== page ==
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Teens need fresh air, not e-cigarettes, for their lungs

Harold Mandel's picture
E-cigarette user

Although the use of e-cigarettes has become very trendy among teens researchers have found they may harm their lungs.


The aggressive marketing of e-cigarettes has lured many teens into using them regularly. There is an appeal to the marketing of e-cigarettes that seems to make them appear to be delicious and healthy. However, it does not seem that e-cigarettes are healthy for the lungs of teens.

The lung health of teens may be harmed by e-cigarettes

The American Thoracic Society reports the lung health of teens may be harmed by e-cigarettes. Already prior to this finding there was concern by health care professionals that e-cigarettes may serve as a gateway to smoking. Now it is understood that even in the absence of becoming tobacco smokers there may be harm to the health of the lungs of teens from using e-cigarettes.

Lead author of this research, Rob McConnell, MD, who is a professor of preventive medicine at the Keck School of Medicine at the University of Southern California, and his colleagues, have reported there is an association between using e-cigarettes and bronchitis, persistent cough and phlegm or congestion. Dr. McConnell has said it is known that e-cigarettes deliver chemicals which are toxic to the lungs. These chemicals include nicotine, glycerol vapor, oxidant metals and diketone flavoring compounds.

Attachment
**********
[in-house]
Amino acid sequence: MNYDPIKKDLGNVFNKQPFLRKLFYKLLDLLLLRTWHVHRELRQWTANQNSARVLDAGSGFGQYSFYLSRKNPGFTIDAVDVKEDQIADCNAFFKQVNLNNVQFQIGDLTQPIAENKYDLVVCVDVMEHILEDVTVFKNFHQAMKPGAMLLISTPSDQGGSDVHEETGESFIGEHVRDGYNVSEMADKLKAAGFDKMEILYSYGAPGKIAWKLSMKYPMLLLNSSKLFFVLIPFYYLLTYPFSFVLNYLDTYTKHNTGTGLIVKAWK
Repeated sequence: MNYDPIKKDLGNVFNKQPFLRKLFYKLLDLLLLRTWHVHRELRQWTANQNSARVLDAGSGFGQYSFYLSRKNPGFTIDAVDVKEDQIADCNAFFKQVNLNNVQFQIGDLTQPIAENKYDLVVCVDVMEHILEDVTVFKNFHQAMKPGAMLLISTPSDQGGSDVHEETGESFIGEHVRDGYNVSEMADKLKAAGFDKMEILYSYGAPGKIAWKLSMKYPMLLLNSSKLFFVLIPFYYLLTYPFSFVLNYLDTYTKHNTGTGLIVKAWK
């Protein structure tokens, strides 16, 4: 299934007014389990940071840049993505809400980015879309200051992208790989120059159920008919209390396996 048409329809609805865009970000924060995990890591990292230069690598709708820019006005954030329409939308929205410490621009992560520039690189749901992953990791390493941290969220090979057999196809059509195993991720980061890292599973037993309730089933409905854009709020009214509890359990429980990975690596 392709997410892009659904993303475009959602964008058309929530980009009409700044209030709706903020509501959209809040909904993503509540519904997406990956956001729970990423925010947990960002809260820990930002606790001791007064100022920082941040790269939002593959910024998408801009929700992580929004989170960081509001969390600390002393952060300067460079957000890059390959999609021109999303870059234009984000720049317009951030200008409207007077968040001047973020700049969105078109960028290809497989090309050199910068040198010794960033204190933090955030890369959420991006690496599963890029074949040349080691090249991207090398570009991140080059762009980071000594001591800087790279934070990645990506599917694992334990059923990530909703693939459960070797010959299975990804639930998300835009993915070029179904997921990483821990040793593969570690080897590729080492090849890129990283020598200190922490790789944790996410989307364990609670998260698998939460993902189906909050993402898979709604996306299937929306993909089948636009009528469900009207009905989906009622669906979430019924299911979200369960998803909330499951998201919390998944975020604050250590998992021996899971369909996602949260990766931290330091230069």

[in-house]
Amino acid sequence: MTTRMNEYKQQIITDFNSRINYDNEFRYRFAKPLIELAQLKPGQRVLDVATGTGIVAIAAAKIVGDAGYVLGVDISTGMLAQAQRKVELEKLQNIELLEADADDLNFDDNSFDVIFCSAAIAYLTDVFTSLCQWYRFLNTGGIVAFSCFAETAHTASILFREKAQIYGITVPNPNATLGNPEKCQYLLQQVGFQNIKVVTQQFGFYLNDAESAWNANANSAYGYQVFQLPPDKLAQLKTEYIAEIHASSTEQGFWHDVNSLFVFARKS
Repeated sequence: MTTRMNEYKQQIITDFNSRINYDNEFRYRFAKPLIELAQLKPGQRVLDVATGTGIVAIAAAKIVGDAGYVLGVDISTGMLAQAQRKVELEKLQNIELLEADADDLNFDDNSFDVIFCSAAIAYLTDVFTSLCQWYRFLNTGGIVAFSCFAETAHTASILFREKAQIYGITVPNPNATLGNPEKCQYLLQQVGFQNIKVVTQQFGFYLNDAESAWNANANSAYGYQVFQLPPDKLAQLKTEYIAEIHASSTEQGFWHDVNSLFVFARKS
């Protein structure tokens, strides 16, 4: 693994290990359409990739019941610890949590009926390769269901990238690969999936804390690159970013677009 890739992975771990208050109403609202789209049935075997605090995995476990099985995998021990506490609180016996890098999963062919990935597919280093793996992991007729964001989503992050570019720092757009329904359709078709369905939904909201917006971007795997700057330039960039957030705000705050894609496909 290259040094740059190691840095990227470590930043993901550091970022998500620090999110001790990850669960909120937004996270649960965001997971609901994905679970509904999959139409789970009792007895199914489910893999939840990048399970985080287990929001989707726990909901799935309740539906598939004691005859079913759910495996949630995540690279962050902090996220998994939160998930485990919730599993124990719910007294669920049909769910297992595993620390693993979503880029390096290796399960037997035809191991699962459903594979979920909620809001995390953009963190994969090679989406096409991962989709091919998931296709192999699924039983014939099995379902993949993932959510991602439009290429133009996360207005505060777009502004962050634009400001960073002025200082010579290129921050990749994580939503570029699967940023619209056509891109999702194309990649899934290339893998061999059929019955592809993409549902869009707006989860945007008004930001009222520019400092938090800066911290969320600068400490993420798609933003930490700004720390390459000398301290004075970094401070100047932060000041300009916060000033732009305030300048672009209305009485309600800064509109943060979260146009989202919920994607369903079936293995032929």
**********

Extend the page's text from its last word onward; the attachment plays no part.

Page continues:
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The risk of respiratory symptoms was double among present users of e-cigarettes

Yet until now there has not been very much research dealing with the chronic health effects of e-cigarettes. The Children’s Health Study found that in comparison to those who never used e-cigarettes there was about an 85 percent increased risk of respiratory symptoms among previous users. The risk was double among present users.

Dr. McConnell has noted the sale of e-cigarettes has recently been banned to children under 18 years old by the Food and Drug Administration. California has gone further and has prohibited the sale of e-cigarettes to young adults who are under 21 years old. It is hoped these regulations coupled with an environment which discourages using any tobacco products may decrease the burden of chronic respiratory symptoms in young people.

Rates of electronic e-cigarette use by adolescents has been increasing

Researchers from the Department of Preventive Medicine, Keck School of Medicine University of Southern California, Los Angeles, California and associates have jointly published their study. It has been observed that rates of electronic e-cigarette use by adolescents has been increasing. Adolescent e-cigarette users have been found to have higher rates of chronic bronchitic symptoms than non users.

Clearly what teens need for the health of their lungs is fresh air, not e-cigarettes. The public health advertising schemes aimed at highlighting the risks of e-cigarettes versus the value of fresh air for the lungs of teens should be very aggressive in order to counter the colorful advertising which is luring young people to use these devices which are delivering toxic chemicals to the lungs of teens.